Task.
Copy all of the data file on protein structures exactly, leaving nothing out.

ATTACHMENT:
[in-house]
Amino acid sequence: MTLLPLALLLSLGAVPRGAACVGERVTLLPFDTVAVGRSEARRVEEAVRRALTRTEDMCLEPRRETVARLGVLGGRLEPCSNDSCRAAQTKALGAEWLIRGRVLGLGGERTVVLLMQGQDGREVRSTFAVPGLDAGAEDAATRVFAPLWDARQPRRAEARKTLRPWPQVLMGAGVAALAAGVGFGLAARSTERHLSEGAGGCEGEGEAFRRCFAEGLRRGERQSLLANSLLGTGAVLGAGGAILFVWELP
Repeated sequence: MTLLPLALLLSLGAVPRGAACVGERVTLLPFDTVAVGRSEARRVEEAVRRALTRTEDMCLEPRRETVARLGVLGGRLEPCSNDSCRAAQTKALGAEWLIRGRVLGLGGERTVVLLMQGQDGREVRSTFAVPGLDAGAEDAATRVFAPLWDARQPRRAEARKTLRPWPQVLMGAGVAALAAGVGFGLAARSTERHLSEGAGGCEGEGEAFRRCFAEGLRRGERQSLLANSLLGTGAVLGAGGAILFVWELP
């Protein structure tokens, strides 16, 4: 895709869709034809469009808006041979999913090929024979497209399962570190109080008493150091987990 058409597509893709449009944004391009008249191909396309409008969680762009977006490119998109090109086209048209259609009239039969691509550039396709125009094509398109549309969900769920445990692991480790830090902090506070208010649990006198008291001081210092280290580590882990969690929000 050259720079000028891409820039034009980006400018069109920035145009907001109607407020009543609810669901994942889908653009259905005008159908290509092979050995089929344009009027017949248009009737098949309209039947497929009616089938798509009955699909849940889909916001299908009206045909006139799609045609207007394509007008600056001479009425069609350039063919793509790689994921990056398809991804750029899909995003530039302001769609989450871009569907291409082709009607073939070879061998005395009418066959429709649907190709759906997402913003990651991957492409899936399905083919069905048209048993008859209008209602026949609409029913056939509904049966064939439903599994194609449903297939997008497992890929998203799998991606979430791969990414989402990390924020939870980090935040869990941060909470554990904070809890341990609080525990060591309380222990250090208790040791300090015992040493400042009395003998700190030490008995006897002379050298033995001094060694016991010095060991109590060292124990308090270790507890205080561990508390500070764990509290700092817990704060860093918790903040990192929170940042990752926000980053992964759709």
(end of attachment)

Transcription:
[in-house]
Amino acid sequence: MTLLPLALLLSLGAVPRGAACVGERVTLLPFDTVAVGRSEARRVEEAVRRALTRTEDMCLEPRRETVARLGVLGGRLEPCSNDSCRAAQTKALGAEWLIRGRVLGLGGERTVVLLMQGQDGREVRSTFAVPGLDAGAEDAATRVFAPLWDARQPRRAEARKTLRPWPQVLMGAGVAALAAGVGFGLAARSTERHLSEGAGGCEGEGEAFRRCFAEGLRRGERQSLLANSLLGTGAVLGAGGAILFVWELP
Repeated sequence: MTLLPLALLLSLGAVPRGAACVGERVTLLPFDTVAVGRSEARRVEEAVRRALTRTEDMCLEPRRETVARLGVLGGRLEPCSNDSCRAAQTKALGAEWLIRGRVLGLGGERTVVLLMQGQDGREVRSTFAVPGLDAGAEDAATRVFAPLWDARQPRRAEARKTLRPWPQVLMGAGVAALAAGVGFGLAARSTERHLSEGAGGCEGEGEAFRRCFAEGLRRGERQSLLANSLLGTGAVLGAGGAILFVWELP
């Protein structure tokens, strides 16, 4: 895709869709034809469009808006041979999913090929024979497209399962570190109080008493150091987990 058409597509893709449009944004391009008249191909396309409008969680762009977006490119998109090109086209048209259609009239039969691509550039396709125009094509398109549309969900769920445990692991480790830090902090506070208010649990006198008291001081210092280290580590882990969690929000 050259720079000028891409820039034009980006400018069109920035145009907001109607407020009543609810669901994942889908653009259905005008159908290509092979050995089929344009009027017949248009009737098949309209039947497929009616089938798509009955699909849940889909916001299908009206045909006139799609045609207007394509007008600056001479009425069609350039063919793509790689994921990056398809991804750029899909995003530039302001769609989450871009569907291409082709009607073939070879061998005395009418066959429709649907190709759906997402913003990651991957492409899936399905083919069905048209048993008859209008209602026949609409029913056939509904049966064939439903599994194609449903297939997008497992890929998203799998991606979430791969990414989402990390924020939870980090935040869990941060909470554990904070809890341990609080525990060591309380222990250090208790040791300090015992040493400042009395003998700190030490008995006897002379050298033995001094060694016991010095060991109590060292124990308090270790507890205080561990508390500070764990509290700092817990704060860093918790903040990192929170940042990752926000980053992964759709």